The focus of this review is to collate the literature on the phenomenon of impaired thermal adaptation after hypoxic ischaemic (HI) delivery often culminating in hypothermia. This phenomenon appears different in severity and duration to a spontaneous postnatal fall in temperature observed after normal delivery. The original observation and contemporary descriptions of the temperature response to HI are described and a mechanism of action is proposed that may be utilised as a novel biomarker for HI.

We are born naked, wet and hungry. Without intervention, the inevitable consequence of this state is newborn hypothermia. Historically, infants who have experienced hypoxic ischaemia (HI) during delivery frequently experienced hypothermia [1]. Whilst there is a large body of literature describing the evidence base supporting therapeutic hypothermia after HI encephalopathy, there is scant literature on how antenatal HI impairs human newborn thermal adaptation. The purpose of this review is to collate the evidence around impaired thermal adaptation after HI delivery - a maladaptation sometimes sufficient to result in hypothermia.

Prior to birth, the fetus is typically 0.5°C warmer than the mother [2,3] and rapidly cools [1] unless dried and wrapped. Heat is lost to the environment by evaporation, convection, conduction, and radiation, culminating in up to 10% of infants [4,5] experiencing transient hypothermia soon after birth [6]. The fall in temperature seen after normal delivery can be minimised by appropriate care practices such as drying and wrapping [1].

The normal adaptive response to cold air exposure after birth is associated with a rise in oxygen consumption [7] from the activation of brown adipose tissue [8,9]. Brown adipose tissue is rich in mitochondria which consume oxygen, generating metabolic heat through uncoupled aerobic respiration - non-shivering thermogenesis. When exposed to a heat-losing environment, normal term infants are able to double their oxygen consumption to mount a metabolic thermogenic response [10,11]. Hypothermia occurs when heat loss to the environment exceeds non-shivering thermogenesis. At particular risk of impaired thermal adaptation are infants who have experienced HI during labour and delivery. This deficit in thermogenesis may be related to the effects of HI delivery and require external heating to compensate. Hence, even with adequate attempts to minimise heat loss, in the absence of external heating hypothermia may result.

Hypothermia following delivery has been observed and documented in the early literature [12]. In 1958 Burnard and Cross [13] systematically studied the temperature profile of asphyxiated infants, using ‘a failure to achieve spontaneous respiration by 3 min' as a definition of asphyxia. They observed that under the same environmental conditions as non-asphyxiated infants, the asphyxiated infants had lower rectal temperatures, taking 18 h to achieve similar temperatures to the normal infants (fig. 1). They speculated that the observed fall in temperature was related to reduced oxygen consumption and heat generation following the asphyxial insult [14]. No details were documented on the care procedures and some of the asphyxiated infants may have received supplemental unheated and unhumidified ambient oxygen, contributing to their fall in temperature. Over the subsequent 50 years disparate studies have reiterated this observation in human newborn infants [15], and recently in low-resource settings [16,17]. The studies are difficult to compare and, crucially, they differ in the different definitions of asphyxia or perinatal HI. The original definition of asphyxia used by Burnard and Cross [13] would not now be deemed evidence of perinatal hypoxia [18], but contemporary studies have used definitions that are consistent with cooling trial inclusion criteria. Despite these differences in case definition similar patterns emerge.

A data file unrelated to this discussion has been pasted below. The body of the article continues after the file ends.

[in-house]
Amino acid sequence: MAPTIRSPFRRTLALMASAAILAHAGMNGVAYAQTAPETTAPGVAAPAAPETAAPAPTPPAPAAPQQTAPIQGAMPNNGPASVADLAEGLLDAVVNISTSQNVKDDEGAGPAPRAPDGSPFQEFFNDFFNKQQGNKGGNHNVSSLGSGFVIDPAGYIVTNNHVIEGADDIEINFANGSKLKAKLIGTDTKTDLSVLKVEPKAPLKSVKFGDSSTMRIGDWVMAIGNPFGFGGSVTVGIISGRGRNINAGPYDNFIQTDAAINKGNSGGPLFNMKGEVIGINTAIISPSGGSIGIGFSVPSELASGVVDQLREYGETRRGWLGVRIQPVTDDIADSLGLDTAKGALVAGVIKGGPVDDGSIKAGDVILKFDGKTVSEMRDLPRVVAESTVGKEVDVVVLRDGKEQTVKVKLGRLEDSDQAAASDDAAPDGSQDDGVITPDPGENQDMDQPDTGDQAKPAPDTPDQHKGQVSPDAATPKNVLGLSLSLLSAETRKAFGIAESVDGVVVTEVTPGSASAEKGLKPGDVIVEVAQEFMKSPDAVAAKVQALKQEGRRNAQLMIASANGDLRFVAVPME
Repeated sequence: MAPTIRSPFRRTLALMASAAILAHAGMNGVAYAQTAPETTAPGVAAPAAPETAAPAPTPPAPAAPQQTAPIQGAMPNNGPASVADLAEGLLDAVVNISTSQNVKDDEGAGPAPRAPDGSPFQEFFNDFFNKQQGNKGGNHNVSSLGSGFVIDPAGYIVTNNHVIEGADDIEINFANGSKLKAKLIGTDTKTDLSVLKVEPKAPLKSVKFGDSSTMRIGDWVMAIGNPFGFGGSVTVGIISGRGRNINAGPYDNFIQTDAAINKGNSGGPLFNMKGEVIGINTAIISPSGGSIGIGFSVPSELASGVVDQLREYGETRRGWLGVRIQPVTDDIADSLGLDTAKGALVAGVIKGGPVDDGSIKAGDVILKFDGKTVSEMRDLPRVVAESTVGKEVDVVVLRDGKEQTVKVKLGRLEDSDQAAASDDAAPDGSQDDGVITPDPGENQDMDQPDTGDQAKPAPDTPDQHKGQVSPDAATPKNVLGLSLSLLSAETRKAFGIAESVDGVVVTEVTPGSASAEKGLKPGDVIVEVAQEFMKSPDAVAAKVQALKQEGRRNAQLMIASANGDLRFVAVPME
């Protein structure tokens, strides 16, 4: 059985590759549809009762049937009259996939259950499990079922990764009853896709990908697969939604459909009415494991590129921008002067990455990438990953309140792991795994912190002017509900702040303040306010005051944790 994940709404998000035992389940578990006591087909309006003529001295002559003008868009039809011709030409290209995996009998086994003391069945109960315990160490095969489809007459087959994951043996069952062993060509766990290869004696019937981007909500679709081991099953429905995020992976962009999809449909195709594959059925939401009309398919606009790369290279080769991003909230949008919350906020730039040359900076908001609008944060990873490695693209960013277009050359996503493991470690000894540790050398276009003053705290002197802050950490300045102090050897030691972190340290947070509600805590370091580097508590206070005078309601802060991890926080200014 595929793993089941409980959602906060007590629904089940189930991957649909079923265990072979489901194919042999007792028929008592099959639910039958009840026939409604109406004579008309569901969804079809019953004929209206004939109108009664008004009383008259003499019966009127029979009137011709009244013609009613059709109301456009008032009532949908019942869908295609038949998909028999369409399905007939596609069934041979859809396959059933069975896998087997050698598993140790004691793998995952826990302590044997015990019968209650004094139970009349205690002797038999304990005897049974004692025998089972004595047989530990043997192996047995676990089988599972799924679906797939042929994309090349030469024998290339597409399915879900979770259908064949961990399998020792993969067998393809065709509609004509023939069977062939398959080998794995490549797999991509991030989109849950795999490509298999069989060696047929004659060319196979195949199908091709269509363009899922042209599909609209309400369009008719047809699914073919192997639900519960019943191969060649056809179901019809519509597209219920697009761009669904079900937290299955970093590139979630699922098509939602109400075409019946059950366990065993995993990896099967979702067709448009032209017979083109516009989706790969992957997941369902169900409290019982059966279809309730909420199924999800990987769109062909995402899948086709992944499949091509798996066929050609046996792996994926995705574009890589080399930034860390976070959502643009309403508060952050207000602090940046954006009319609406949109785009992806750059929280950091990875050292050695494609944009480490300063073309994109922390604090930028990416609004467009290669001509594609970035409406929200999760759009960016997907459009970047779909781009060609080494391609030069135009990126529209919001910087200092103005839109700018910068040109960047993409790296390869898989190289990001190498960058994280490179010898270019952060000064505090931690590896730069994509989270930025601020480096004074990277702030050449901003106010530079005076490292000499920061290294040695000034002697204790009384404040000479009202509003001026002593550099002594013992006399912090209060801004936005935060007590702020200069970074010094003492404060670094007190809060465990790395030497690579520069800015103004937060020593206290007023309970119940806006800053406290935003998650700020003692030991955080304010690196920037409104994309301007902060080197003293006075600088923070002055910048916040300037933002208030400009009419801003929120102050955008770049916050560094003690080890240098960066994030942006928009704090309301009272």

Fig. 1

Mean rectal temperatures after normal birth and after birth asphyxia (defined as failure to establish respiration within 3 min). The vertical lines are the 95% confidence limits of the means. Continuous line: n = 53 babies (normal delivery); broken line: n = 15 babies (asphyxia, no pethidine). Redrawn from Burnard [13] with permission.

Fig. 1

Mean rectal temperatures after normal birth and after birth asphyxia (defined as failure to establish respiration within 3 min). The vertical lines are the 95% confidence limits of the means. Continuous line: n = 53 babies (normal delivery); broken line: n = 15 babies (asphyxia, no pethidine). Redrawn from Burnard [13] with permission.

Close modal

A significant, widely cited paper on thermal adaptation, published in Biology of the Neonate, was the work of Brück et al. [19]. The authors described infants born by difficult delivery who, on exposure to cold, were unable to achieve the doubling of heat production seen in neonates after uncomplicated delivery [20]. Other authors found that the oxygen consumption of a group of asphyxiated infants (Apgar scores 1-7 at 1 and 5 min) was lower than that of non-asphyxiated infants when examined at room temperature (24°C) and remained lower for at least 72 h [21]. When challenged with a 1-hour fall in environmental temperature there was a rise in oxygen consumption in most asphyxiated infants, but not to the magnitude seen in normal infants exposed to the same challenge, suggesting that oxygen consumption was lower than expected in the asphyxiated infants and possibly explaining a persistently low temperature in the first 24 h. Similarly, Schubring [22] showed that when the oxygen consumption and temperatures of 13 resuscitated infants (with Apgar scores <7) were compared with 31 term infants with normal Apgar scores, a significant difference in the oxygen consumption was noted until 130 min and in rectal temperature until 75 min.